If you are interested in HIV prevention, at some point you are likely to have heard “transactional sex” discussed as one of the issues. However, I find this discussion to usually be awkward and confused, especially among Western audiences: the user is feeling somewhat uncomfortable using the term and the audience is having trouble understanding what it is she exactly means. The frameworks we have in the U.S. are dating on one end and commercial sex work on the other. So, when one tries to describe transactional sex, the audience gets a sense that this falls somewhere in between, which leads to the oft-used “sugar daddy” term to pop up (as it is the only other framework people have), and the discussion goes downhill from there…
So, I thought it would be useful to describe what is meant by transactional sex, so that if you hear it mentioned in the future, you can have a better idea of what is being discussed. The understanding of transactional sex does have implications for HIV prevention strategies and should be taken seriously.
1. At least some sexual activity does happen as a result of economic circumstances: There is little disagreement here among researchers who study the topic. Anthropologists, demographers, sociologists, and economists agree: “…direct need for material support plays a role in poor women’s decisions to readily accept sexual proposals from men…” (Verheijen, 2011). Most of this literature is from Sub-Saharan Africa, but the concept does extend to other settings, including the U.S. In a piece titled “What Really Fuels the HIV/AIDS Epidemic in Black America?,” (The Body, Feb. 6, 2012) survival sex is mentioned as a coping strategy for economically disadvantaged women, “so that they and their families can survive.” This paper in the Journal of Human Resources (also 2011) shows that when young, single women in Florida win ($25,000-$50,000) the lottery, they delay marriage. Much smaller regular monthly cash transfers did the same for marriage and childbearing in Malawi. When we asked never married sexually active young women in Malawi why they started their sexual relationship, about 25% said that they needed his money or wanted his gifts. I could carry on with more citations, but the bottom line is economic circumstances play a role in sexual behavior.
2. But, depicting sexually active women who are supported by their partners as “powerless victims” is too simplistic: If you don’t believe me, you should read Michelle Poulin (2007), Ann Swidler and Susan Watkins (2007), and Janneke Verheijen (2011). Poulin’s piece is particularly helpful in understanding that gift giving and providing support are part and parcel of the dating scene in rural Malawi (and elsewhere in the region) and that transfers of money or gifts are “as much about the expression of love and commitment as they are about meeting the financial needs of women or the acquisition of sex for men.” She argues convincingly that the material exchanges are not quid pro quo for sexual acts, but rather support with multiple meanings. Both Swidler and Watkins (2007) and Verheijen (2011) agree that women are often far from helpless victims in their relationships, and sometimes actively manipulate. The latter also argues that sexual relationships for young single women are a form of insurance – by reducing the likelihood of social exclusion so that she can depend on other forms of community support in tough times.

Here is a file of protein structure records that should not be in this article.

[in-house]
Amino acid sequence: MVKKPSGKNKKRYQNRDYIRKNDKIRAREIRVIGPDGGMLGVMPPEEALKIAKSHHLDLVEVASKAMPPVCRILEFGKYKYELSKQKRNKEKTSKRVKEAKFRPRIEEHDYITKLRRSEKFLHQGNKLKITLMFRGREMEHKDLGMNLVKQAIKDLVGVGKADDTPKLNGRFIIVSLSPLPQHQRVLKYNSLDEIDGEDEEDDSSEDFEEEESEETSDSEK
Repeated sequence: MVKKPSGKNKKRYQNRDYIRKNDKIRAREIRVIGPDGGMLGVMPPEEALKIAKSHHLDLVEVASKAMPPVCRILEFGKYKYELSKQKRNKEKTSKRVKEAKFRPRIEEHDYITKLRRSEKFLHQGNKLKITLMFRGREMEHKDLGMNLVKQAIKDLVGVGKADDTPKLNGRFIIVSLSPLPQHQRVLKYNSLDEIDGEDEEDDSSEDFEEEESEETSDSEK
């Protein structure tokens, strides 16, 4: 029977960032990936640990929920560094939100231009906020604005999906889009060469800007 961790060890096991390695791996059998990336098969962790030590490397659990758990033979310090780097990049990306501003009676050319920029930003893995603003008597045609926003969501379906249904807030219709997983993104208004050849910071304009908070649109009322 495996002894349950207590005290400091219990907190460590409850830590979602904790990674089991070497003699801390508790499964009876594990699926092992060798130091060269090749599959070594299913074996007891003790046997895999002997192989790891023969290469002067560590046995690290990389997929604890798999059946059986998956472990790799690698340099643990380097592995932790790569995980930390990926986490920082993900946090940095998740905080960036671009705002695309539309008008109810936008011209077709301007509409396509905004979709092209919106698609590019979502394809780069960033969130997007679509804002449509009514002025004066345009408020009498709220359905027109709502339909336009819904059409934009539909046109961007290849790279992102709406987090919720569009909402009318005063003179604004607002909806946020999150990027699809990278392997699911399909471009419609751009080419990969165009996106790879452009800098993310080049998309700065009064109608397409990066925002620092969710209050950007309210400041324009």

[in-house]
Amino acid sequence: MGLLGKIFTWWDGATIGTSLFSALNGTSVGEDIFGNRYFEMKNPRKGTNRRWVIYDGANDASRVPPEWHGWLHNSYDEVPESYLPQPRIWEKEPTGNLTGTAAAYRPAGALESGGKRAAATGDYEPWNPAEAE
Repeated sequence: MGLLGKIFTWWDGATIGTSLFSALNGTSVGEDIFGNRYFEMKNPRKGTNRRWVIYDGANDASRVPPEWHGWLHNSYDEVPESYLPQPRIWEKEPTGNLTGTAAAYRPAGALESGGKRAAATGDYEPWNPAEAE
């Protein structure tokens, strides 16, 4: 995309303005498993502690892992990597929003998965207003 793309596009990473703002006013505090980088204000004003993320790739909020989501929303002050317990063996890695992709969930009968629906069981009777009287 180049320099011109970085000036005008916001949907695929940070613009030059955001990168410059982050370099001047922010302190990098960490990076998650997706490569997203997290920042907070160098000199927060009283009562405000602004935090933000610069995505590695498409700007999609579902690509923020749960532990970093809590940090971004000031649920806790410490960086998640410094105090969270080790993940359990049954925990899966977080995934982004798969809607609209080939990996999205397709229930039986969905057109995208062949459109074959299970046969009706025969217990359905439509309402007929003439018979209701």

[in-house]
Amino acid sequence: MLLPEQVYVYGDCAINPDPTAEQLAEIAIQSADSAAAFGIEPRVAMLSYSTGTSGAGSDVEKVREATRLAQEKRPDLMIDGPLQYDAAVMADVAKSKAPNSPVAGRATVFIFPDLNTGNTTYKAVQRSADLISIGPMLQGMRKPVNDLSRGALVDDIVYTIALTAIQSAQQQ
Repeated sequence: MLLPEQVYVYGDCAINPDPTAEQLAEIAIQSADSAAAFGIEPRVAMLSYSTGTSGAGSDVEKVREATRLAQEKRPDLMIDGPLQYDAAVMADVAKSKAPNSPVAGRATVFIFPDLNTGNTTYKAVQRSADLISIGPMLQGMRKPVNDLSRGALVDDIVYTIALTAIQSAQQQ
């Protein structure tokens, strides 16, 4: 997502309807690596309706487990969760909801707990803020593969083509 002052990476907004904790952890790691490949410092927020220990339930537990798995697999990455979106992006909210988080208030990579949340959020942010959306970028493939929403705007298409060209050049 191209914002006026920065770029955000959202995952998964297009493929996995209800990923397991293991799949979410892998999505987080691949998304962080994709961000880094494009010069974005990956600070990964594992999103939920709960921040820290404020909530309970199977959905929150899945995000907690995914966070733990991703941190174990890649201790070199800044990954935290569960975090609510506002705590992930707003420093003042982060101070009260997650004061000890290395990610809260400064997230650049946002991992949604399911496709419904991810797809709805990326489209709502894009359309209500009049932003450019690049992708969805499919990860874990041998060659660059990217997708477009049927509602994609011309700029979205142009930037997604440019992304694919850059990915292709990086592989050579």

3. “Sugar daddies” do not fit the usual stereotype: The audiences I face have an image of a rich guy in his 30s or 40s, waiting in front of a high school to pick up his girlfriend in a fancy car. That guy may exist, but he is not likely to be a significant part of the problem. Nancy Luke (2005) argues that sugar daddy relationships are not “as pervasive as generally assumed:” a small percentage of relationships of a sample of men she examined in Western Kenya were characterized by large transfers and an age difference of at least 10 years. Most relationships do have age and economic asymmetries between men and women (with the former being older and richer), but we are talking about, say, an 18 year-old girl and a 23-24 year-old guy. This is confirmed in our study in Malawi, where the average age gap between school-age girls and their sexual partners is 2-3 years, with variation: about 20% in the control group had a boyfriend 25 or older. The variance is important: 15-19 year-old boys in Malawi are not infected with HIV, while about 17% of men 25 or older are. So, you might get pregnant if you have unprotected sex with a teenage boy, but you’re unlikely to contract HIV.
A more nuanced understanding of sexual relationships of young people in Sub-Saharan Africa will lead to HIV prevention programs that are better designed. There is good research across multiple disciplines that we can all learn from and use. Telling people to abstain, be faithful, or always use condoms without addressing the underlying socioeconomic and cultural issues are unlikely to succeed.
On the other hand, while it is important to understand the complexities of transactional sex, it remains a fact that women having their own income and access to reliable social safety nets will likely make a difference on the path of the epidemic wherever these changes can happen. Safe jobs for women, cash transfers targeted towards poor, young women, and other forms of insurance and safety nets are likely to reduce their economic dependence on men and perhaps change the course of the HIV epidemic by changing the dynamic of relationships between men and women.
Update (2/23/2012; 11:42 AM): After posting, I got tweeted this link to AIDSTAR-One's website (by USAID and PEPFAR), which has much more on transactional sex.